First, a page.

When I plotted my circle around South Carolina, it was natural that I’d use I-85 as my entry point, just for the sake of convenience. Continuing northeast up that interstate, my next stop was in Gaffney, the town that has attracted many a tourist’s eye with its gigantic water tower made to look like a peach. I thought about stopping to take some pictures, but it’s not going anywhere, and I had a lot of road to cover. I made my way over to Willard’s Hash, a popular destination in the area since the late 1960s, and was very surprised to see a familiar sign there. Earlier this year, the last time that Marie and I were in the Palmetto State together, we had a terrific meal at the amazing Midway BBQ in Buffalo, thirty-one miles south down SC-18. Here, on the side of the building, was the familiar red pig with the words “Midway at Willard’s.” Oh, man, was I ever ready for this.
Something, however, was not quite right at this outpost. This wasn’t right at all.
There were three teenagers running things inside. There’s a walk-up window, and lots of space inside. Much of it is only used a few times a year. Rather than being a regular stop, Willard’s has spent the last several decades being a go-to place for big events, like the Fourth of July, when just about the whole community shows up. Photographs on one of the walls tell the story, an amazing record of vast crowds and big haired ladies in their Sunday best. I’m frankly amazed that I had never heard of Willard’s before I started looking for restaurants that might be on the route that I was drawing, as there is such an amazing sense of history here, and, honestly, if you’re at all interested in the history of the region, you certainly need to come see these dozens of photos. It’s like the Upstate’s secret museum. They also reveal that, in the 1970s, there had been a second Willard’s in Spartanburg.
The teens explained that Willard has retired and moved to Illinois, and that Midway is leasing out his space with the agreement that they’ll sort of share the name and keep some of his recipes. This meant, sadly, that I would be denied Midway’s incredible chopped pork, although I would get to dig into some excellent buttery and beefy hash and have another cardboard bowl of Midway’s amazing thin chicken mull. The kids gave me far more crackers than I needed to slurp this down, although I can imagine some folk will use them all.
I was firstly a little disappointed that the kids couldn’t break through the restaurant’s rigid menu to work out a sensibly-priced way to sample all three. A plate here, priced very nicely at $7.50 if I remember correctly, comes with two meats – either barbecue and hash, or a double-order of either, along with two sides. I would have been happy to swap the two sides for some chicken mull, but that can’t be done, and I didn’t wish to either waste food or spend an additional $3.75 for mull. We ran into that problem at the main store in January, but then, Marie and I were sharing a plate. The best compromise here was to order one chopped pork sandwich and one hash sandwich and a bowl of mull for a little under $9; that way I would not be throwing away sides that I couldn’t finish.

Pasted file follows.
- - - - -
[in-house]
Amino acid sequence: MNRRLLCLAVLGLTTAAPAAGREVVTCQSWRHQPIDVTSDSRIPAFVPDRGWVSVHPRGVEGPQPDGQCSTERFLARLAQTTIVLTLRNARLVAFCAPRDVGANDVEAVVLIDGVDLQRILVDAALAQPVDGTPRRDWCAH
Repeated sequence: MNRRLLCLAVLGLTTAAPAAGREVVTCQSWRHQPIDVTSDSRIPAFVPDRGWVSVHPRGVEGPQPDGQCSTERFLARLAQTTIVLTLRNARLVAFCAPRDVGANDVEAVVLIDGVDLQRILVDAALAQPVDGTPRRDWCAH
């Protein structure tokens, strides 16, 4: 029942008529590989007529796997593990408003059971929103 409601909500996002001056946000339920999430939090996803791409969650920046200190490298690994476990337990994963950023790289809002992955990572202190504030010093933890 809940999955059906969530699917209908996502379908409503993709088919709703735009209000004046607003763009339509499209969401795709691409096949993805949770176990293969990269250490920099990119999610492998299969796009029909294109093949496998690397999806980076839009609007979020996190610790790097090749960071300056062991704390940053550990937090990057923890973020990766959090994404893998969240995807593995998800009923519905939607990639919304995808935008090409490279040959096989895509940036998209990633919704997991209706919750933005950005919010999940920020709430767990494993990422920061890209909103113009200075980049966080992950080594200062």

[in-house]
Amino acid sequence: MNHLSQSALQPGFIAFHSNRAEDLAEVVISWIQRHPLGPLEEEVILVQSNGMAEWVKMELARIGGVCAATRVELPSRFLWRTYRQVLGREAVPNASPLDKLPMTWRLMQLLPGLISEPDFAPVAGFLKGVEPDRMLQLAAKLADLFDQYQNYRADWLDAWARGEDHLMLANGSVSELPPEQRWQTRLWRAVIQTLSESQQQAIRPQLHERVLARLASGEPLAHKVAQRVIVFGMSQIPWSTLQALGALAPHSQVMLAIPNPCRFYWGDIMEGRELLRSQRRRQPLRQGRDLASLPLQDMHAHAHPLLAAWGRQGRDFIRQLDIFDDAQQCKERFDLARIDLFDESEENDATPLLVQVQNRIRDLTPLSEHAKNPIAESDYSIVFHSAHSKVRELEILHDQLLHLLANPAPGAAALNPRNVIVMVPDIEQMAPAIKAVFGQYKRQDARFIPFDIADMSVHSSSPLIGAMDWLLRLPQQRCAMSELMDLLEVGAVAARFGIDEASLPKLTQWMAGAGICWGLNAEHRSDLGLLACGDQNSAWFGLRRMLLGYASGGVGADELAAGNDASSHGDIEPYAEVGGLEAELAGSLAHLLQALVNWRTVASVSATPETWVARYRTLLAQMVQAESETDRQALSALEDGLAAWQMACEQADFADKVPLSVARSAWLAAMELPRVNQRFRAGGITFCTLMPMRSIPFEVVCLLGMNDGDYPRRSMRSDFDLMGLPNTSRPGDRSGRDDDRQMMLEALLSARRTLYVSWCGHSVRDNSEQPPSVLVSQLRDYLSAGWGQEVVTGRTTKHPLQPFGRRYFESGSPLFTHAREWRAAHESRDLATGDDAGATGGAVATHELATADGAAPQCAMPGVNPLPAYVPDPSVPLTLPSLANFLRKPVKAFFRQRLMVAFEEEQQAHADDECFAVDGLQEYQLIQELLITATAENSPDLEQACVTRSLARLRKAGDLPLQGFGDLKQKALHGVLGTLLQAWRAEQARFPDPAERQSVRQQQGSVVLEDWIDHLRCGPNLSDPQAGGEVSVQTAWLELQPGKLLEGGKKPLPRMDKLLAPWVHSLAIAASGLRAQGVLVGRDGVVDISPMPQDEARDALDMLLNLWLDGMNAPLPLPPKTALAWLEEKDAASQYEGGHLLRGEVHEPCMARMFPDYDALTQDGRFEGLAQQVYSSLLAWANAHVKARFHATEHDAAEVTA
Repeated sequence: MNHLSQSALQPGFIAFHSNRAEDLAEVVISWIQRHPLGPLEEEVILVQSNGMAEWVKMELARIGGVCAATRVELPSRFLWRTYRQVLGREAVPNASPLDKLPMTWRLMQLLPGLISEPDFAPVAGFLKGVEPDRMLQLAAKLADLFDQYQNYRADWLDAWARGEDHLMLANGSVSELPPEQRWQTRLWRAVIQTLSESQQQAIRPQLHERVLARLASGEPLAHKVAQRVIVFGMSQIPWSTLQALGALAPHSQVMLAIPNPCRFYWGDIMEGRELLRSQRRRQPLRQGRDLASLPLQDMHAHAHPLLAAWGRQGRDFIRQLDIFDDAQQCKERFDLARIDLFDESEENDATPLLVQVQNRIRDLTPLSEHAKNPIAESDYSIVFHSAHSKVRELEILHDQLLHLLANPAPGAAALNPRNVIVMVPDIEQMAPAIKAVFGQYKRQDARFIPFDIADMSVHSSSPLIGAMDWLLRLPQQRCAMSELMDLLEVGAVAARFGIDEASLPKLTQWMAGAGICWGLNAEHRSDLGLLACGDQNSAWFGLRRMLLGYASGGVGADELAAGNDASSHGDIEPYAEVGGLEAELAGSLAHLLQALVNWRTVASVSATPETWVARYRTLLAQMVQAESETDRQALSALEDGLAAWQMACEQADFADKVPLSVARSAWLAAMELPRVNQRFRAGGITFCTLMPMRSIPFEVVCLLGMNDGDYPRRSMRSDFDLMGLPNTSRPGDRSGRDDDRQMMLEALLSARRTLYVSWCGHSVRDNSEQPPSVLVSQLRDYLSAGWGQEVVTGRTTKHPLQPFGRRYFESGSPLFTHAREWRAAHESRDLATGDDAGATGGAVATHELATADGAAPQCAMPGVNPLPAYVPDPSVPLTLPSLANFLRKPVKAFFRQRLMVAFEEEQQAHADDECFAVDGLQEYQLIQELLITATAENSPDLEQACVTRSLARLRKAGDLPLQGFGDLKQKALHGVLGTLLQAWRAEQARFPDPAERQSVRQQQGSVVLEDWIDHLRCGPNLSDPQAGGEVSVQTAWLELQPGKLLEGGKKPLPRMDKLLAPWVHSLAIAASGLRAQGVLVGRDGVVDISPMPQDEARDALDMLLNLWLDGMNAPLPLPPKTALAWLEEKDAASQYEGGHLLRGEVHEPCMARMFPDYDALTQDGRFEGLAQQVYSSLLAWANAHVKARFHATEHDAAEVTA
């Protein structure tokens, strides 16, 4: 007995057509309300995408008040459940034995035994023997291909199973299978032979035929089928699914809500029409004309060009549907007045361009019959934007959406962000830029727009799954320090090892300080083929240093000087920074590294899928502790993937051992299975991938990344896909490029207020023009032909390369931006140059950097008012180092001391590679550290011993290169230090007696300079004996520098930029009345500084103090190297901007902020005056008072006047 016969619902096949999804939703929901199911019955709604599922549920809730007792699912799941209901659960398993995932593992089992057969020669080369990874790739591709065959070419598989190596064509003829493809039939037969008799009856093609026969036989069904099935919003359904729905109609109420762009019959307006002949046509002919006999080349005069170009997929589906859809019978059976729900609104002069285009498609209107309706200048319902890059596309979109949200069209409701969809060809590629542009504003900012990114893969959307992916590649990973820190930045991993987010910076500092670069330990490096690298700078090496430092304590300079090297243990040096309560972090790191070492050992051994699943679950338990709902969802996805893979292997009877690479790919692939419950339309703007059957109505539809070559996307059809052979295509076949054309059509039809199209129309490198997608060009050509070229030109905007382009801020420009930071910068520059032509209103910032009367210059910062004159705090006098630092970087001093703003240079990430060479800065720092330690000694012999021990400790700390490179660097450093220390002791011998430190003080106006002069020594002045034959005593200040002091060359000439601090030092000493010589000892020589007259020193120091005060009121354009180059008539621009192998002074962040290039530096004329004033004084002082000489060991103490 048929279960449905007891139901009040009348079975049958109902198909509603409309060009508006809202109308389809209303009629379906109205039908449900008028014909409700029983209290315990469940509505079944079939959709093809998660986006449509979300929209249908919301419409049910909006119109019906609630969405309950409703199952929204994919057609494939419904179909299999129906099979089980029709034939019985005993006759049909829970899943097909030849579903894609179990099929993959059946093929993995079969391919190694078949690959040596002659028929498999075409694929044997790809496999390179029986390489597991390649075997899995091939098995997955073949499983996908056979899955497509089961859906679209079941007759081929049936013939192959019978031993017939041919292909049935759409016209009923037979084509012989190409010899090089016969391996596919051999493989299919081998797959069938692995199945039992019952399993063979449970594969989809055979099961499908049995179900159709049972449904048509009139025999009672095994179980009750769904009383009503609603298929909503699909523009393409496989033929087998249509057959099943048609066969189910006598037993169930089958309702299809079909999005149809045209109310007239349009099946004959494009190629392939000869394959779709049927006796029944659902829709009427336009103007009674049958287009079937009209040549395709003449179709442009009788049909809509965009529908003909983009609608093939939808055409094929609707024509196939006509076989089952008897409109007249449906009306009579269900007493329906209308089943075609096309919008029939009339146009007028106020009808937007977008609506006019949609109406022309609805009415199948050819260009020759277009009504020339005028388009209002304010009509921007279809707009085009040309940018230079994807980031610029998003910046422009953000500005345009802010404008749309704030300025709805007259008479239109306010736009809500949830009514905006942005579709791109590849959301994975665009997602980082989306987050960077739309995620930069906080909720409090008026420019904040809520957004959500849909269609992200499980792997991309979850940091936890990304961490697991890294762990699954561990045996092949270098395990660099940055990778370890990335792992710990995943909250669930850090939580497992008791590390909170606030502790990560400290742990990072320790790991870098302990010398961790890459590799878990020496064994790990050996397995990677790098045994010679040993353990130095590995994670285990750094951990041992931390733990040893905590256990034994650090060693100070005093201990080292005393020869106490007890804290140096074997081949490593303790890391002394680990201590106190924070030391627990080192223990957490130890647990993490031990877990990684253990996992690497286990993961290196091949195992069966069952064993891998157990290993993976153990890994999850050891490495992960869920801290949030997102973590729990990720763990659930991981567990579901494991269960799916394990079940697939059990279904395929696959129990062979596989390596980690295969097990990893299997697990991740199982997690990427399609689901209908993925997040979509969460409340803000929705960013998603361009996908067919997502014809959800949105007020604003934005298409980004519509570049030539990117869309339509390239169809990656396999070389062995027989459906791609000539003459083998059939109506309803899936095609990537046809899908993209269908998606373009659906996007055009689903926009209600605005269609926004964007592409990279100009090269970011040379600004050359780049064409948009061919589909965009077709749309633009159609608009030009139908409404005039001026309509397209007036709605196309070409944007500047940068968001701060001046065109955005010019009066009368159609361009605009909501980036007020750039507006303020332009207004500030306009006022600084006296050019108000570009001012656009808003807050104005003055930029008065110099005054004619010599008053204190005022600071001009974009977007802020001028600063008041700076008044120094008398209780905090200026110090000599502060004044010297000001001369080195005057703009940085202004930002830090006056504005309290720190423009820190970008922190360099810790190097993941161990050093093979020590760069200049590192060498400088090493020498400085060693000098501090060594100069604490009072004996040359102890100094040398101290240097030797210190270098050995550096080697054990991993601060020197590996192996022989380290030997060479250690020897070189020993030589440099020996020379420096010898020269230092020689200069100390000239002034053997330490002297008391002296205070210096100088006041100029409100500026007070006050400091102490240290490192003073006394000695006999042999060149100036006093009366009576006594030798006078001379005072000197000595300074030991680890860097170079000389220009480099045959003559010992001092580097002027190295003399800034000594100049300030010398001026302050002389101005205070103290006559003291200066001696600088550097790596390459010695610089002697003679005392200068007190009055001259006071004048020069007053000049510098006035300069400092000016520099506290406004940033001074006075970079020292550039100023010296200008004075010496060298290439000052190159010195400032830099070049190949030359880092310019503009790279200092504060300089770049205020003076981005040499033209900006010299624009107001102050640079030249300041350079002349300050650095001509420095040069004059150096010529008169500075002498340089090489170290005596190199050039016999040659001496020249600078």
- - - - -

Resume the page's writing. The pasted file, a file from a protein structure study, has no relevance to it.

But in the end, I still wasted a little food, because this chopped pork is not at all the same as that wonderful barbecue down in Buffalo. The hash tastes similar to what I remember at Midway, and the mull is the same and majestic, but the pork, pre-sauced, lumpy and mushy, was barely edible at all. Even the mighty mull couldn’t salve the disappointment. I’m still very happy that I stopped for the experience and the mull, but it was the trip’s first stumble. More would come.
I enjoyed the chopped pork at Courtney’s BBQ & Seafood a little more, but it was not outstanding by any means. This place in Clover, a suburb of Rock Hill, is a really huge barn of a restaurant. When I arrived about 3 in the afternoon, it was pretty quiet, but the server assured me that this place is a madhouse in the evening.
Gene Courtney opened this restaurant in August of 1999. Unlike many of the well-known small joints in the area, it is a true full-service family restaurant, apparently the largest in the region, with a bar and a buffet. They have a big menu of seafood, ribs, burgers, chicken tenders and the like to please everybody.
This was the second place that I visited where the pork just tasted mushy. I’ll come back to this in subsequent chapters, because it was a taste that I kept encountering. Here, they smoke butts for twelve hours over hickory, but I didn’t taste any smoke at all, but lots of mushy moisture. It wasn’t at all bad, and, paired with some awesome red slaw and great, attentive service from a friendly waitress, I enjoyed myself just fine. It was pretty good, and I can see how this place keeps the community coming back every weekend. It’s a good restaurant, just not to my particular taste.
Dear reader, you can start to see how my enthusiasm started to ebb despite little standouts. In the next chapter, we’ll see how my patience got pushed a little farther. Be brave.
Like barbecue? You can see all the barbecue restaurants that we have visited for our blog on this map, with links back to the original blog posts. It’s terrific for anybody planning a barbecue road trip through the southeast!